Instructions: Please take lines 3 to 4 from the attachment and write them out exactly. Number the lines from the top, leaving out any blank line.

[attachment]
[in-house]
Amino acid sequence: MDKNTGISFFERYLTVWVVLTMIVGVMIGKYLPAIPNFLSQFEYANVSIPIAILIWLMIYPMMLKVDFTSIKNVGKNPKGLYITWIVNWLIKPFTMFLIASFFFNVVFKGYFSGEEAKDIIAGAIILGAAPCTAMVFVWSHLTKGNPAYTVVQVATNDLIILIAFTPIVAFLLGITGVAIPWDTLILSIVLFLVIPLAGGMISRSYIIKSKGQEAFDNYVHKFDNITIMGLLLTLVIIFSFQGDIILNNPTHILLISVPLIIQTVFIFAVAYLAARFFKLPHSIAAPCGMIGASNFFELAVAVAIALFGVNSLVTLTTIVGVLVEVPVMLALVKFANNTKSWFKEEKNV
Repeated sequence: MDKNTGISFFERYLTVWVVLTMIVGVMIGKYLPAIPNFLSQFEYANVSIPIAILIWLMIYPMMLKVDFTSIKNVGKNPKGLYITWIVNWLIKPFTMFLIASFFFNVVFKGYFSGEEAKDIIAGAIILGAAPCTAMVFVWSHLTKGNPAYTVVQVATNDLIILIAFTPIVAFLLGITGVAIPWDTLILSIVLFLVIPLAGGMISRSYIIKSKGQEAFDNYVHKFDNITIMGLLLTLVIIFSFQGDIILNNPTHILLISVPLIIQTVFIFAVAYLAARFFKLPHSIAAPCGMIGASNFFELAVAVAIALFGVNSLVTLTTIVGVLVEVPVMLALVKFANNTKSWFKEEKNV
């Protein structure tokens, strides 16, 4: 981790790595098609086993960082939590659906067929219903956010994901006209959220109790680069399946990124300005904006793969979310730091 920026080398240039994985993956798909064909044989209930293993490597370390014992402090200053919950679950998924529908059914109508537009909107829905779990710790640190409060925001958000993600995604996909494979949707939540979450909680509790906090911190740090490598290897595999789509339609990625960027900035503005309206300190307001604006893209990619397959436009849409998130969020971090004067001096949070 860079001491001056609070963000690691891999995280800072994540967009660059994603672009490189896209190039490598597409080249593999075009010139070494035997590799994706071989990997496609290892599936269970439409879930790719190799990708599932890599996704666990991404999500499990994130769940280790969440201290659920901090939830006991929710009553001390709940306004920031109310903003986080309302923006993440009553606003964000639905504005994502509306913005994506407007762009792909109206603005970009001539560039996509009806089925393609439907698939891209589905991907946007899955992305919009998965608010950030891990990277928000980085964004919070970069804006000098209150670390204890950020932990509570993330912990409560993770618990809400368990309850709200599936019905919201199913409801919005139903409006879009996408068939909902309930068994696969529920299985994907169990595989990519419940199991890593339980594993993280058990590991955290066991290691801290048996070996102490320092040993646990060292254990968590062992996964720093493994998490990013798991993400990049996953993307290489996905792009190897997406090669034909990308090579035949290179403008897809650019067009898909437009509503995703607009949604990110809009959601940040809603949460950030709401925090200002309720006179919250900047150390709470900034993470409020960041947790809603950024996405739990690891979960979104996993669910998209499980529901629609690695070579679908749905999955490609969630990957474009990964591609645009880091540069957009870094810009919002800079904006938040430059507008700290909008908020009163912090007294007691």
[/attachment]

Repeated sequence: MDKNTGISFFERYLTVWVVLTMIVGVMIGKYLPAIPNFLSQFEYANVSIPIAILIWLMIYPMMLKVDFTSIKNVGKNPKGLYITWIVNWLIKPFTMFLIASFFFNVVFKGYFSGEEAKDIIAGAIILGAAPCTAMVFVWSHLTKGNPAYTVVQVATNDLIILIAFTPIVAFLLGITGVAIPWDTLILSIVLFLVIPLAGGMISRSYIIKSKGQEAFDNYVHKFDNITIMGLLLTLVIIFSFQGDIILNNPTHILLISVPLIIQTVFIFAVAYLAARFFKLPHSIAAPCGMIGASNFFELAVAVAIALFGVNSLVTLTTIVGVLVEVPVMLALVKFANNTKSWFKEEKNV
């Protein structure tokens, strides 16, 4: 981790790595098609086993960082939590659906067929219903956010994901006209959220109790680069399946990124300005904006793969979310730091 920026080398240039994985993956798909064909044989209930293993490597370390014992402090200053919950679950998924529908059914109508537009909107829905779990710790640190409060925001958000993600995604996909494979949707939540979450909680509790906090911190740090490598290897595999789509339609990625960027900035503005309206300190307001604006893209990619397959436009849409998130969020971090004067001096949070 860079001491001056609070963000690691891999995280800072994540967009660059994603672009490189896209190039490598597409080249593999075009010139070494035997590799994706071989990997496609290892599936269970439409879930790719190799990708599932890599996704666990991404999500499990994130769940280790969440201290659920901090939830006991929710009553001390709940306004920031109310903003986080309302923006993440009553606003964000639905504005994502509306913005994506407007762009792909109206603005970009001539560039996509009806089925393609439907698939891209589905991907946007899955992305919009998965608010950030891990990277928000980085964004919070970069804006000098209150670390204890950020932990509570993330912990409560993770618990809400368990309850709200599936019905919201199913409801919005139903409006879009996408068939909902309930068994696969529920299985994907169990595989990519419940199991890593339980594993993280058990590991955290066991290691801290048996070996102490320092040993646990060292254990968590062992996964720093493994998490990013798991993400990049996953993307290489996905792009190897997406090669034909990308090579035949290179403008897809650019067009898909437009509503995703607009949604990110809009959601940040809603949460950030709401925090200002309720006179919250900047150390709470900034993470409020960041947790809603950024996405739990690891979960979104996993669910998209499980529901629609690695070579679908749905999955490609969630990957474009990964591609645009880091540069957009870094810009919002800079904006938040430059507008700290909008908020009163912090007294007691």